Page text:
Then one day I was scrolling through Facebook Marketplace and came across these stools for sale. I thought “those look like the stools we have in our kitchen”. It was then I noticed those are the stools we have in are kitchen. Or should I say were as she sold them the next day. Apparently, she has a different idea for stools.

She ended up selling them to a woman who responded to the add that lived about 1/2 mile down our road!

Another day she got a message from a friend of ours back in Minnesota who was going to be in the Custer area with her brother. We have not seen Kay in over 10 years. They stopped by the house for an hour or so. I just wish I was there to see them as well!

But alas, I am still here for another 10 days or so slaving away while Barb is back there spending money like a drunken sailor. But as I write this at 5:00am on Saturday morning I am anxiously awaiting sunrise. Today the duck opener here in North Dakota and we are headed out in an hour or so!

Our thoughts go out to those impacted the hurricanes in Florida and Prince Edward Island. My sister Judy owns a place in Fort Myers a few miles up from Fort Myers Beach. Although they are well off the beach the surge reached their house resulting in over 2' of water flooding their house as well as a couple of palms falling on their lanai.

Palm trees on their lanai
Then there was Fiona that hit PEI and New Brunswick. Many of you will remember this sea stack in Thunder Cove on Prince Edward Island named the Teacup that we saw a couple months ago. Well, I guess it is no more.

You can read Marie's blog to learn more about the impact from Fiona.

Last but not least, here is a picture for Pam in Arizona (opps, I've been corrected, Pam lives in Nevada and I knew that!!!) who give me heck every time I post a blog without the dogs in it!

33 comments:

  1. LOL about the bar stools! Good for Barb for updating things and finding a market for the old :) I've attended churches bigger than the towns you guys have lived in, lol. I prefer anonymity so I'm sure I could never live in a small town, but it is neat with the closeness of it with everyone knowing everyone and I'm sure available to help out as needed. It is refreshing to read that such places still exist in America.

    Cute picture of the dogs :)

    betty

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    1. Speaking of churches, I drove by the church in Douglas last Sunday and saw about 6 vehicles out front. Two of them were from this farm!

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  2. I’m surprised you didn’t try to buy the stools. Lol. It’s interesting that only the machines you are using seem to be the “faulty” ones but Farmer spends a lot of time fixing them. There must be an interesting conversation around the dinner table with that thought in mind. Lol. Those towns seem big to me, but the class reunion thing is interesting. Keep working hard, no slacking, everyone’s watching. Lol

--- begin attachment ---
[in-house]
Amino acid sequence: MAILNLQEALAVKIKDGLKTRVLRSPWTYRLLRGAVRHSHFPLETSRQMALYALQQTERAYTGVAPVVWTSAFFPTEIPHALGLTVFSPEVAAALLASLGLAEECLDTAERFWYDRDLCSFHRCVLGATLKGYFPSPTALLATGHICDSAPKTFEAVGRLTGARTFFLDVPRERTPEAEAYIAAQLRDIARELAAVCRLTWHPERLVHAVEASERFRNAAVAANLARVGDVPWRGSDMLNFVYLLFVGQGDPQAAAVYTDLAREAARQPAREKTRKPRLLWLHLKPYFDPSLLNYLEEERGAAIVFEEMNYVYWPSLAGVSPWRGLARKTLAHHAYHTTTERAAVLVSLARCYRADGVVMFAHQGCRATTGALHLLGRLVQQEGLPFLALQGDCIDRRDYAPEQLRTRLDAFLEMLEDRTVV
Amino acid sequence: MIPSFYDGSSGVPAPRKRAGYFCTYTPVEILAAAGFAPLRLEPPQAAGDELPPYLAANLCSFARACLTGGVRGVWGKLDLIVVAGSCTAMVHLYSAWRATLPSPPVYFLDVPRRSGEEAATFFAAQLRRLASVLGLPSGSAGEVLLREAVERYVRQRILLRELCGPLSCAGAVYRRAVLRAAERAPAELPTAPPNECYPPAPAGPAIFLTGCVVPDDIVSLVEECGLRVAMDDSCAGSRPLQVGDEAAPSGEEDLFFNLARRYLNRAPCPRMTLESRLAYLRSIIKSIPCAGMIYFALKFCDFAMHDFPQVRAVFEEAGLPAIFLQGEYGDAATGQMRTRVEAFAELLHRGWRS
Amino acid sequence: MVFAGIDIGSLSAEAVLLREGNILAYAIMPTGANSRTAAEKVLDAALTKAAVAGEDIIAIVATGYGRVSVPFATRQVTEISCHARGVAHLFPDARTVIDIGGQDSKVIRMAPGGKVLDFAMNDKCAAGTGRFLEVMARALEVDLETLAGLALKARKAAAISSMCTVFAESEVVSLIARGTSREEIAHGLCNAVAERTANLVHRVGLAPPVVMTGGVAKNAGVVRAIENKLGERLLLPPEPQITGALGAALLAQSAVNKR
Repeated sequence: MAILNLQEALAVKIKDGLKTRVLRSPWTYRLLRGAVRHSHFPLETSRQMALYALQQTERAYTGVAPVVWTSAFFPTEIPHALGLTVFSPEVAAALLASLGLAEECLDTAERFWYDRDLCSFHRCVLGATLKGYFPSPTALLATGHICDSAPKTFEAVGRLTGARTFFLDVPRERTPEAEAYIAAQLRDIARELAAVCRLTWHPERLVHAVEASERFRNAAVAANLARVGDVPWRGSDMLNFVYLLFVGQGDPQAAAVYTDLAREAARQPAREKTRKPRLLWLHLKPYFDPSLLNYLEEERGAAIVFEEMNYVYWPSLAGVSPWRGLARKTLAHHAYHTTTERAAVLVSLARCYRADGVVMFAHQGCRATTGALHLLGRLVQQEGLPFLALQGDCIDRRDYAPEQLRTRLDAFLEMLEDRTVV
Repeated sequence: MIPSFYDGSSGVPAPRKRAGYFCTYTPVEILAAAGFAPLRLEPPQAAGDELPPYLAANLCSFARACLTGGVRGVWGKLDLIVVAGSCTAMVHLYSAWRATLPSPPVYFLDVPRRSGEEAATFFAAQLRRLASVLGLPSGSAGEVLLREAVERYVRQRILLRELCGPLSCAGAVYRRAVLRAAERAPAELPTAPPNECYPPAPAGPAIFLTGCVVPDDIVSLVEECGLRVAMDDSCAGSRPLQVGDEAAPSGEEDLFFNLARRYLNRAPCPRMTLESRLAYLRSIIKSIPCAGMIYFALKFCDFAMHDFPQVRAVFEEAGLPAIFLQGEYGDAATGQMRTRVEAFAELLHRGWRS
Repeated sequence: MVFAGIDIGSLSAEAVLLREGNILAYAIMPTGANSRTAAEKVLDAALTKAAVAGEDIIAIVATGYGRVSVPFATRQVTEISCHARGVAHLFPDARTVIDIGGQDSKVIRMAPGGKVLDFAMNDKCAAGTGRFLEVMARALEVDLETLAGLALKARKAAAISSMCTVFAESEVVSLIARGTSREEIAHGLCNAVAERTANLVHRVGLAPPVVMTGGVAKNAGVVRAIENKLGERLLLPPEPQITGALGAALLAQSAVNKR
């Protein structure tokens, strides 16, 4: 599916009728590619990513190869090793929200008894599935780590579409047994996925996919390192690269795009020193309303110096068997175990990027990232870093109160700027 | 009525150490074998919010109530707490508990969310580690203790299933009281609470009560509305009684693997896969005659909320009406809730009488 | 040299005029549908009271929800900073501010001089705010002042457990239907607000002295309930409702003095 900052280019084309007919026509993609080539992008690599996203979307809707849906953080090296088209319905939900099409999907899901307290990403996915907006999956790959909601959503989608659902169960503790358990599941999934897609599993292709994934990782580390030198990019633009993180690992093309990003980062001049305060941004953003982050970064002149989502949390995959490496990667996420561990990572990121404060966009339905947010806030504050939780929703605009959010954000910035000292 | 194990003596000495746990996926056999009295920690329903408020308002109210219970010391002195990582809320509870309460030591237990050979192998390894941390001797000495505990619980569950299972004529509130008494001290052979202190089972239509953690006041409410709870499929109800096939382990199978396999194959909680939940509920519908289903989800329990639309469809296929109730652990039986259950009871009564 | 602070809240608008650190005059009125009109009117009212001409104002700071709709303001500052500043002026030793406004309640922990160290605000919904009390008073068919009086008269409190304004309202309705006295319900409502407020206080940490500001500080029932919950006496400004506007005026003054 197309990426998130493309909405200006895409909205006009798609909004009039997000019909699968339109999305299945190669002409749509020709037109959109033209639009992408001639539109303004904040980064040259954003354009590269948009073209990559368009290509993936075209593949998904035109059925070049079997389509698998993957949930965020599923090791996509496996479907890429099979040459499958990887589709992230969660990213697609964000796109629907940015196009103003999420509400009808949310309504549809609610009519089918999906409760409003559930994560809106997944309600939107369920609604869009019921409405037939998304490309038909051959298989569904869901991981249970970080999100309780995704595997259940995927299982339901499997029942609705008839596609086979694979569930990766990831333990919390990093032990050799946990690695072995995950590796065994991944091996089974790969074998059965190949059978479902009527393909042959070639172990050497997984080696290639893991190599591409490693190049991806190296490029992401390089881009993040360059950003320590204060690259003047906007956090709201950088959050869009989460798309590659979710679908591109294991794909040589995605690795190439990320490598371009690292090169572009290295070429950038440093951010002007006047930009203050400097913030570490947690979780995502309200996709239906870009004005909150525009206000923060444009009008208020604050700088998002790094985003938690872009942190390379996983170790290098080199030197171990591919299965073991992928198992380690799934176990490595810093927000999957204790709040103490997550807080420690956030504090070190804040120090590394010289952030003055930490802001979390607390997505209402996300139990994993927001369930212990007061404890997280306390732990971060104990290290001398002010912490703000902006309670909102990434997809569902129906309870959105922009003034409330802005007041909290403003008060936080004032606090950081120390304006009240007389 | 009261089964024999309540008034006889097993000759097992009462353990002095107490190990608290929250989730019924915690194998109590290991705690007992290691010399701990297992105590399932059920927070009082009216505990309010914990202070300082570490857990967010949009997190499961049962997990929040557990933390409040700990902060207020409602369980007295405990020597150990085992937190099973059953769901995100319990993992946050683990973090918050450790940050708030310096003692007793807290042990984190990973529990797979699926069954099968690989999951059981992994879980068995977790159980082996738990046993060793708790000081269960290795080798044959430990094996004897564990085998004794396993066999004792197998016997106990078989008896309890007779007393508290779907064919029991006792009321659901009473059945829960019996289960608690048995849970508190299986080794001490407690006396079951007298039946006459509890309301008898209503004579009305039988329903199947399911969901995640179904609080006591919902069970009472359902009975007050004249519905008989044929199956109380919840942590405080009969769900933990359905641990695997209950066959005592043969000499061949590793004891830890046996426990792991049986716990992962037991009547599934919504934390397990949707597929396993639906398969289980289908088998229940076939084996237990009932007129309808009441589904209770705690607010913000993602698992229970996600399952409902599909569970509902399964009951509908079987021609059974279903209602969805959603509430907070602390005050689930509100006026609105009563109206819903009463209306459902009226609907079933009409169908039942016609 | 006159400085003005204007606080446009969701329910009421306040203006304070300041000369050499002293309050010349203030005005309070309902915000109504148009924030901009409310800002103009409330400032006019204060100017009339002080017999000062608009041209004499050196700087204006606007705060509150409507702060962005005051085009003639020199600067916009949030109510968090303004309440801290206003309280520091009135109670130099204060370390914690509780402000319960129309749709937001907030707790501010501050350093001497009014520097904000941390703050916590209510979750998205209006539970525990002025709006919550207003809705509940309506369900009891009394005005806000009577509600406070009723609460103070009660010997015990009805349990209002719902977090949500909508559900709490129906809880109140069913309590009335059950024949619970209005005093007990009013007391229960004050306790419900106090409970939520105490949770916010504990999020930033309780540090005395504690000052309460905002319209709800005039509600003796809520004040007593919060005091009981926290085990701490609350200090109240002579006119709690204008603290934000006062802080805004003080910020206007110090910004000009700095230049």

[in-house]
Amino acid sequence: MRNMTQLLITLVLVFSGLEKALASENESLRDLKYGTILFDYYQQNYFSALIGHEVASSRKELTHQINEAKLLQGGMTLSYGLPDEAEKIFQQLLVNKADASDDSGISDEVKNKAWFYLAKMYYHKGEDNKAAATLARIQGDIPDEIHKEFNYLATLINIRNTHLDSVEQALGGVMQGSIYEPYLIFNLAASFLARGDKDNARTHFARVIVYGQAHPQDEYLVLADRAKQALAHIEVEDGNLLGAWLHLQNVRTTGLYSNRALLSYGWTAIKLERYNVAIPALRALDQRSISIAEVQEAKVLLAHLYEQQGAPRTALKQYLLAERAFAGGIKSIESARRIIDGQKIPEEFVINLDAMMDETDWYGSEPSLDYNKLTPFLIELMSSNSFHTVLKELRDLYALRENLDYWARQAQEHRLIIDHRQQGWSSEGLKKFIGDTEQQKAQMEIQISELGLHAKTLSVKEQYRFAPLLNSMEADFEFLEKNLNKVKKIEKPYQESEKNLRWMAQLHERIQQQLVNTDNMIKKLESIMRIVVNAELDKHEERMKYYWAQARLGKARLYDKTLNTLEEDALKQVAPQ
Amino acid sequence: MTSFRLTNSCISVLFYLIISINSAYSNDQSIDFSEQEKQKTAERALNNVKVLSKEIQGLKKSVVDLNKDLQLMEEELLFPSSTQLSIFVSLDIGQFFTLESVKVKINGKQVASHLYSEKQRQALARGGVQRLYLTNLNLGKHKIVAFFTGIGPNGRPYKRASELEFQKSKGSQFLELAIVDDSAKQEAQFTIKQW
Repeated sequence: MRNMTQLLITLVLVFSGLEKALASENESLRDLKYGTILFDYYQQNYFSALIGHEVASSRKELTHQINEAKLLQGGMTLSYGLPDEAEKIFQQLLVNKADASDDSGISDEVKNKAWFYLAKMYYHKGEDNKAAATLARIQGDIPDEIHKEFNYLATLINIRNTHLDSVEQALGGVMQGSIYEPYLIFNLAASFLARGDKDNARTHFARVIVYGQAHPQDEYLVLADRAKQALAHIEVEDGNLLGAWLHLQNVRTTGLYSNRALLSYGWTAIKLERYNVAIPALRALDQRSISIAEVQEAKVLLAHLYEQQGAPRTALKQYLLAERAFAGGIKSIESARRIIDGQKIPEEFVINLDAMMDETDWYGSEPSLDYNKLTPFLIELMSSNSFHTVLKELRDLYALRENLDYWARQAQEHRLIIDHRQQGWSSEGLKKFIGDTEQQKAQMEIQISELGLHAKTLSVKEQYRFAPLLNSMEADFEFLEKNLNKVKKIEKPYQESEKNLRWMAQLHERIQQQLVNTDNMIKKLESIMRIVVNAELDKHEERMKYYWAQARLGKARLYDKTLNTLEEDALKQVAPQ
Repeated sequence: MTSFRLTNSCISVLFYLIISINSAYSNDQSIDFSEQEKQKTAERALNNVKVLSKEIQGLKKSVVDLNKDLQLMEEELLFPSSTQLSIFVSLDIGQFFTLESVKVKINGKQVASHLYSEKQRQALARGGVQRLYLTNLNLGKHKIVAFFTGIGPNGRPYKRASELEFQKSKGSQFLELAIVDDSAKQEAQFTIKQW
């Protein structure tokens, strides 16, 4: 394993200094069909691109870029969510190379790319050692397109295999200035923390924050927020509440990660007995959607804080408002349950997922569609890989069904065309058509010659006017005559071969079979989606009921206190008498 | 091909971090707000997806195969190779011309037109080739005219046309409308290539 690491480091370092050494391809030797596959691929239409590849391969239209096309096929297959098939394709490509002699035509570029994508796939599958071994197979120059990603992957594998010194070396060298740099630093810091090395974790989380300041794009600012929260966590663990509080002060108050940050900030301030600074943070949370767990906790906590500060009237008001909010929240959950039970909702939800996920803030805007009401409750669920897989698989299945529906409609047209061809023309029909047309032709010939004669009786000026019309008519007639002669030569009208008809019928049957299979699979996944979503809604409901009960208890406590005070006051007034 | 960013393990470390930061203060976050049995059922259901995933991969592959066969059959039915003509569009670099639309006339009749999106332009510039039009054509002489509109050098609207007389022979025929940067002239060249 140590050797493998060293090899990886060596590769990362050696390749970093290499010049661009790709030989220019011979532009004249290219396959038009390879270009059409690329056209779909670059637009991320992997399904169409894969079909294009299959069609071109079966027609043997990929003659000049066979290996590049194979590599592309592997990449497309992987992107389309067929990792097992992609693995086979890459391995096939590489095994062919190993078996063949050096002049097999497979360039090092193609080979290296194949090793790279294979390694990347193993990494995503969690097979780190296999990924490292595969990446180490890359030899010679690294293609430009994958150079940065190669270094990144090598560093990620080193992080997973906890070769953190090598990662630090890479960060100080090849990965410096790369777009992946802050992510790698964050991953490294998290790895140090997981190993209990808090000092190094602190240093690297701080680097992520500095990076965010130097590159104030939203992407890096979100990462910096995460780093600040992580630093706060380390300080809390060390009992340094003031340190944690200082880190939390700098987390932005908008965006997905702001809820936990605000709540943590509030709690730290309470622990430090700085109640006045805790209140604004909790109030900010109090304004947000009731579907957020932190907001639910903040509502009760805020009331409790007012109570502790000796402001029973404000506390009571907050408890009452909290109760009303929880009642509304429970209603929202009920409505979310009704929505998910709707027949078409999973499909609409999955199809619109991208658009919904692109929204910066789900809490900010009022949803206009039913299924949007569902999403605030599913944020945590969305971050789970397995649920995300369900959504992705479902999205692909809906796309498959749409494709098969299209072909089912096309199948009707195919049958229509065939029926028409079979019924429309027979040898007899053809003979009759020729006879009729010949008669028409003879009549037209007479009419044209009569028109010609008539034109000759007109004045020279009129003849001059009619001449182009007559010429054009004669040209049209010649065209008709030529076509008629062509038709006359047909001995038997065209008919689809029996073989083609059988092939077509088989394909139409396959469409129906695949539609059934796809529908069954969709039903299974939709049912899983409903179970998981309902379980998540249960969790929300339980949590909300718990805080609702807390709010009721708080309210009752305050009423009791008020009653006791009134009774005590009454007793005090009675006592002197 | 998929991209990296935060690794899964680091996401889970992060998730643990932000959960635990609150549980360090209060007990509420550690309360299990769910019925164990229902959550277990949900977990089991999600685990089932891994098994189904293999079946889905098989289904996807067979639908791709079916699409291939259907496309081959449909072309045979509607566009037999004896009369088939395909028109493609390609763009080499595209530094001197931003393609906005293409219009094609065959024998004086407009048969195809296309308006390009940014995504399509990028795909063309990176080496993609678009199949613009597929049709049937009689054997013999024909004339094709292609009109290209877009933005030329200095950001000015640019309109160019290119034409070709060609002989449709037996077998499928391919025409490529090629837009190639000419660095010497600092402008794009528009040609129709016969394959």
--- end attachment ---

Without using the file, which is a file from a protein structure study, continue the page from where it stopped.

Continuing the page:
Deb

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    1. Oh, things are always breaking when one is farming. The ground is really hard on equipment, I just protect the other guilty parties.

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  3. Sorry about your sister and especially all those who have it way worse than her. Up here in Tarpon Springs / Holiday area we had nothing. Hard to find a tree limb that fell, let along a tree...yet 2 days before landfall it was up in our area that it was going to hit! It is AMAZING what the water surge will do, what the winds will do...I feel for the folk down south of us. Hard to look at the pictures without thinking, "What if that was Tarpon Springs...."

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    1. You are right, so many houses were completely destroyed down there. Some entire areas were totally wiped out.

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  4. It’s Gay…a HUGE thank you Jim for helping and farming with your friends Bob and his friends who help feed the world. I have passed by many farms in our ravels and marveled at their beauty. The carting pictures and explanation are/is so awesome…thank you for sharing! I an see you are in for a few surprises when you get home. The bar stool story is too funny and I really like the new tables. The devastation from Ian is horrible…so sorry to read about your sister’s home. And thank you Pam…I love puppy photos too!

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    1. I am continuously amazed at the amount of work that goes into farming. It is truly is in their blood as they work harder than any other profession I know of.

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  5. I have learned so much about harvesting and planting from your ND adventures. I'm sure your help is so appreciated...most of the time! That is when equipment is working at the end of a project...haha! You may not recognize the furniture when you return home!! Thanks for an adorable puppy photo. Dakota is really smiling:) Just a gentle reminder that everyone we know settled in AZ, but we are the only ones to retire in Nevada:) Enjoy your last days.

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    1. Duh, I knew that! You are so close to one of our favorite donut stores.

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  6. Yup .... I figured YOU bought the bar stools. Wouldn't Barb be surprised!! When the cat's away, the mice will play, and Barb seems to be having a really good time. good for her!! LOVE LOVE all that heavy equipment.

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    1. I better get home soon, otherwise who knows what kind of trouble she could get in. As it is, I have 10 more days to worry!